The first moment coordinates of the position of this blob, or brightness function, encodes the X displacement and the Y displacement, or the fingertip position on the upper surface of the array, while the zero-moment value of this brightness function encodes the fingertip's downward pressure function.
In order to calculate the X output and Y output of the array, two options are available. First, the entire electronic image of the array, or picture, is transferred into a computation system where these two outputs (also called “mass” and “centroid”) are calculated using hardware or software techniques. Second, analog computation is performed directly on the picture output of the sensor.
Relative to FIG. 8, the two-dimension (2D) electronic signal output, or pattern of the array which encodes the touching function of a fingertip on the upper surface of the array, is injected into a 2D pseudo-resistive network, as shown in FIG. 8. This network now detects the centroid, or first-moment and mass, or second moment of the incoming array output signal. The functions centroid and mass are calculated simultaneously by the FIG. 8 arrangement.
In accordance with a feature of this invention, the pseudo-resistive network of FIG. 8 can be embedded within the sensor array of FIG. 1 using integrated circuit techniques, to thereby provide an integrated device. For example, each resistor of FIG. 8 can be implemented with a MOS transistor, as taught and illustrated in an article by M. Tartagni and P. Persona entitled “COMPUTING CENTROIDS IN CURRENT-MODE TECHNIQUE” in the publication ELECTRIC LETTERS (29 (21), 1811-1813, October 1993.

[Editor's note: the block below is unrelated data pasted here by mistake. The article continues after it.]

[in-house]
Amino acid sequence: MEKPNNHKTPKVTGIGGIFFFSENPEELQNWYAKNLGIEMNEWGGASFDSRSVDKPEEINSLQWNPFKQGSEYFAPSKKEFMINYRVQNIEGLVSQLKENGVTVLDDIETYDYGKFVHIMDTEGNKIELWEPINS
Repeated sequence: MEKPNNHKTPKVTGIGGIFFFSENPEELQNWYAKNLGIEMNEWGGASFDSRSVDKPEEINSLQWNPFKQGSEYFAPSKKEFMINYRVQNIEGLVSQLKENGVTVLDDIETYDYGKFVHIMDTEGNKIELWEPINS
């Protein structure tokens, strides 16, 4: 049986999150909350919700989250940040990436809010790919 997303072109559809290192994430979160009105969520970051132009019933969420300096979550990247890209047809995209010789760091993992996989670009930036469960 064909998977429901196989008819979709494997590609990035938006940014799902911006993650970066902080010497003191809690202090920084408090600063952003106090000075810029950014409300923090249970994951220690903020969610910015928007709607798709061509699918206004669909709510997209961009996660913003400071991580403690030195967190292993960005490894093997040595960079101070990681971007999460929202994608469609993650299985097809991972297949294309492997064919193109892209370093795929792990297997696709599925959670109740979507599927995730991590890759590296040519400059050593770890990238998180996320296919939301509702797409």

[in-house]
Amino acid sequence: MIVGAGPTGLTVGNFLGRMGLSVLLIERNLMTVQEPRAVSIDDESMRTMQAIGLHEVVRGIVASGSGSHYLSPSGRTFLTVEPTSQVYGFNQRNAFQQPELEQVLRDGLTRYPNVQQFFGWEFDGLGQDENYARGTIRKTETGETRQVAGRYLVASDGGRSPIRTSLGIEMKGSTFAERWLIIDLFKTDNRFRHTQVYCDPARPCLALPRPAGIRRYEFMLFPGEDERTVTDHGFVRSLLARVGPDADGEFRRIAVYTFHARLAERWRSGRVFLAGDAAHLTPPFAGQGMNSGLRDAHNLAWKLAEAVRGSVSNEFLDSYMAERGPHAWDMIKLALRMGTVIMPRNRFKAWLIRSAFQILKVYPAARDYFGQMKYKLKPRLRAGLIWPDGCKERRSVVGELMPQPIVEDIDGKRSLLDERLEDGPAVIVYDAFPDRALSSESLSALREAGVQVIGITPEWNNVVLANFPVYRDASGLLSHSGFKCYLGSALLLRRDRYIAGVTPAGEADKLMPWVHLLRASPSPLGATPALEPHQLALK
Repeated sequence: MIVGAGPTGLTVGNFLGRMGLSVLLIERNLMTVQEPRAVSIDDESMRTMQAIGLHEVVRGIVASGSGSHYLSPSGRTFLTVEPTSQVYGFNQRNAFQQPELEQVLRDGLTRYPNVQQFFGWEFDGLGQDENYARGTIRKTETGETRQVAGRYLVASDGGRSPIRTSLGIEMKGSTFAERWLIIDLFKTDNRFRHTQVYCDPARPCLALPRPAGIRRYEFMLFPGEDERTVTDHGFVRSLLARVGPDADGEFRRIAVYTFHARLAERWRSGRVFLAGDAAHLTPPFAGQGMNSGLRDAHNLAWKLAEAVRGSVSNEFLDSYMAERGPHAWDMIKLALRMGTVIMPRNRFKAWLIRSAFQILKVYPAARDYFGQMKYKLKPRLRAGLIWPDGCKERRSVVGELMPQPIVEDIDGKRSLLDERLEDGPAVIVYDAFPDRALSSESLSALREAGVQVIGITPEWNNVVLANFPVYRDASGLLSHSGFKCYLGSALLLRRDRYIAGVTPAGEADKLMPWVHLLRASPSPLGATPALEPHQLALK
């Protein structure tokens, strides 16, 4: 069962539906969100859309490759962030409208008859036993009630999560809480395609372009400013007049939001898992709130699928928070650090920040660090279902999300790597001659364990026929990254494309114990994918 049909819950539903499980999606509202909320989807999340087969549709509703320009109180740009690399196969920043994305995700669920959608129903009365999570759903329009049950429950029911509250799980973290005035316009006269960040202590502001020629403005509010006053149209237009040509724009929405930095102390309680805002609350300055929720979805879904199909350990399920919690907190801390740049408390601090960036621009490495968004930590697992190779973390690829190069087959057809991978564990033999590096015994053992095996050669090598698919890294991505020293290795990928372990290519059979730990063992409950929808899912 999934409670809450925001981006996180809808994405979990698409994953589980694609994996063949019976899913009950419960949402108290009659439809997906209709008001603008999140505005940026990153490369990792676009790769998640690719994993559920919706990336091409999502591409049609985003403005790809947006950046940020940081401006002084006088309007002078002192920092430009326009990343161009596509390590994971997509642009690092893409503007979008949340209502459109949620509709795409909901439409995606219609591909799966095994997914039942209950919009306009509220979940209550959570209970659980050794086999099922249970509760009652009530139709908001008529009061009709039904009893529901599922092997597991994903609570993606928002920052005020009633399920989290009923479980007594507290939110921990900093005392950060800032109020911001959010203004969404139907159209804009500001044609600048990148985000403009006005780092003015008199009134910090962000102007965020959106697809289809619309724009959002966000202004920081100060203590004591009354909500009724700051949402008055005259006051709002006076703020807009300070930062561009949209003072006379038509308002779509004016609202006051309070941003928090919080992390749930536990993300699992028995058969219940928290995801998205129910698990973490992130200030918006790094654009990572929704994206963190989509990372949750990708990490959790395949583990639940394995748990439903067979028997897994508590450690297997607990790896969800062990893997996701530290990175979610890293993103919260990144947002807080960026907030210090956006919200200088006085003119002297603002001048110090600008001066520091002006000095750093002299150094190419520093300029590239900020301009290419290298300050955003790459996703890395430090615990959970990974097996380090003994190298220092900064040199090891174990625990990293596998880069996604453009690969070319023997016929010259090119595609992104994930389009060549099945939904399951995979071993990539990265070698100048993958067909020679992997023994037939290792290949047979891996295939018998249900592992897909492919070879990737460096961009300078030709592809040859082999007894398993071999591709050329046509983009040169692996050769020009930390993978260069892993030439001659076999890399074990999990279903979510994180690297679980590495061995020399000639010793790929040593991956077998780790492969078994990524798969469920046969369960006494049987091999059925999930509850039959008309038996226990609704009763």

An object of this invention is to provide a plurality N of capacitance sensing cells that are arranged in a generally planar row/column array, to cooperate with a fingertip to produce an output signal that controls the movement of a cursor/pointer across a display screen. The output of each individual sensing cell is connected to the corresponding node of a resistor array that has N nodes arranged in a similar row/column array. A centroid output of the resistor nodes in row configuration provides an output signal for control of cursor movement in a row direction. A centroid output of the resistor nodes in column configuration provides an output signal for control of cursor movement in an orthogonal column direction. A mass signal output of the row/column resistor modes provides a switch on/off signal.
While the invention will be described while making comparisons to the well-known joy-stick type of device, those skilled in the art will recognize that the invention also finds utility in replacing mouse-like devices.
These and other object, features and advantages of this invention will be apparent to those of skill in the art upon reference to the following detailed description of preferred embodiments of the invention, which description makes reference to the drawing.
FIGS. 1, 2 and 3 relate to the above-mentioned related U.S. patent application, and are used in embodiments of this invention.